Nova Scotia

Enrolment at N.S. schools on the rise after falling for 50 years

It's a sea change for the province, where enrolment has steadily dropped from over since the early 1970s. But record immigration and migration in recent years is driving a rebound.

Increasing number of students putting pressure on teaching, support resources

Nova Scotia's public school system is seeing an increase in enrolment, reversing a decades-long trend of decline. (Tom Ayers/CBC)

The number of students at public schools in Nova Scotia is on the rise following decades of declining enrolment as the province has welcomed a record number of immigrants and seen a substantial increase in Canadians from other parts of the country moving to the province.

New figures released by the Education Department show enrolment increased this fall at every regional centre for education in the province. 

It's a sea change for the province, where enrolment has steadily dropped from over 200,000 in the early 1970s due to Nova Scotia's aging population, migration to other provinces and a declining birth rate. 

In most districts, the increase from fall 2021 to this fall was in the range of one per cent to three per cent — and the provincial bump was 3.2 per cent, from 125,124 students to 129,121.

Immigration, interprovincial migration

Jeremy Brown, the executive director of the Nova Scotia Education Common Services Bureau, said the enrolment jump over the past couple of years is likely due to people moving to Nova Scotia from other parts of Canada, an increase in immigration and an influx of refugees from Ukraine and Syria.

Between 2011 and 2016, Nova Scotia's population grew by just 0.2 per cent. Between 2016 and 2021, it grew by 5.2 per cent. 

The biggest enrolment jump by percentage was in the Tri-County Regional Centre for Education in the southwest part of the province, which experienced a 6.1 per cent increase from last fall to this fall. The student population at the South Shore Regional Centre for Education grew by 4.2 per cent, and the Halifax district saw a four per cent increase.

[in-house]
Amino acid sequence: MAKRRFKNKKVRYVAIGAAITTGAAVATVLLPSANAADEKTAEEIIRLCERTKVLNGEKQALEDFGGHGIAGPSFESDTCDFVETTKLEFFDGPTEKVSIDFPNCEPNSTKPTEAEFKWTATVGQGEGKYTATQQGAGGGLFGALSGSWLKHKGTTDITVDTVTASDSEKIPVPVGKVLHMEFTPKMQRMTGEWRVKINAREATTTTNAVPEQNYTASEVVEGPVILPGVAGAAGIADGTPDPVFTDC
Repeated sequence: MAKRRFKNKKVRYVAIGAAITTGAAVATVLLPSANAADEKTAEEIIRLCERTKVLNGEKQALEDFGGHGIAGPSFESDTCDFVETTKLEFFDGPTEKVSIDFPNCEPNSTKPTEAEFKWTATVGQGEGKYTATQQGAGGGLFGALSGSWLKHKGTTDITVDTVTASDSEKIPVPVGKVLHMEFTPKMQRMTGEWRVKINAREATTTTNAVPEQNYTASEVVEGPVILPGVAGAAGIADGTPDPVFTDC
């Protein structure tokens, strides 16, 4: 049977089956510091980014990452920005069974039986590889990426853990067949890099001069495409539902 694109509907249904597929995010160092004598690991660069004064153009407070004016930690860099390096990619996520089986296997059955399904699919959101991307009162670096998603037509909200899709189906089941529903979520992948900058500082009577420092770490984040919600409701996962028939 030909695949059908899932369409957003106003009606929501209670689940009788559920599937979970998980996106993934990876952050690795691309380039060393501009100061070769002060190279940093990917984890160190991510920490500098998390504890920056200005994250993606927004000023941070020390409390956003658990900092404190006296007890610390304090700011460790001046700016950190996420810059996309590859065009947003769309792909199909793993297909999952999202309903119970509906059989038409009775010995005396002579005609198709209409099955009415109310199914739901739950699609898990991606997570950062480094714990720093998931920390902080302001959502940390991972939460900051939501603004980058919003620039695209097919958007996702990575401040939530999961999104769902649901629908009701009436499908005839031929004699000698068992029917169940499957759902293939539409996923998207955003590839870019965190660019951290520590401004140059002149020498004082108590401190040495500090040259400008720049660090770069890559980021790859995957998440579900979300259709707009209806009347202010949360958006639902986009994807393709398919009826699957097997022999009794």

The growing student population has created challenges, Brown said, particularly with finding enough teachers. The Education Department is taking steps to hire more teachers, including by recruiting as a province rather than each regional centre for education doing its own recruitment.

"So we're going out and marketing Nova Scotia and saying Nova Scotia is a great place to live, it's a great place to work and please come to Nova Scotia," Brown said. 

"It's more of a collective effort now. Like, there's a lot more sharing and realizing we don't need to compete against each other. We just need to support each other, and any teachers we can bring into Nova Scotia, it benefits all of us."

The Education Department has shifted its teacher recruitment strategy to a more centralized approach for the whole province. Previously, each regional centre for education recruited separately. (Nova Scotia Department of Education)

The department has participated in virtual job fairs to share information about teaching in Nova Scotia and to screen candidates.

"Then we kind of play a matchmaker and say, hey, we found some applicants in Ontario. They'd like to teach here, here and here."

The department is also working with other government departments, such as Health, Immigration and Tourism, to benefit from their experiences with recruitment.

50 years of declining enrolment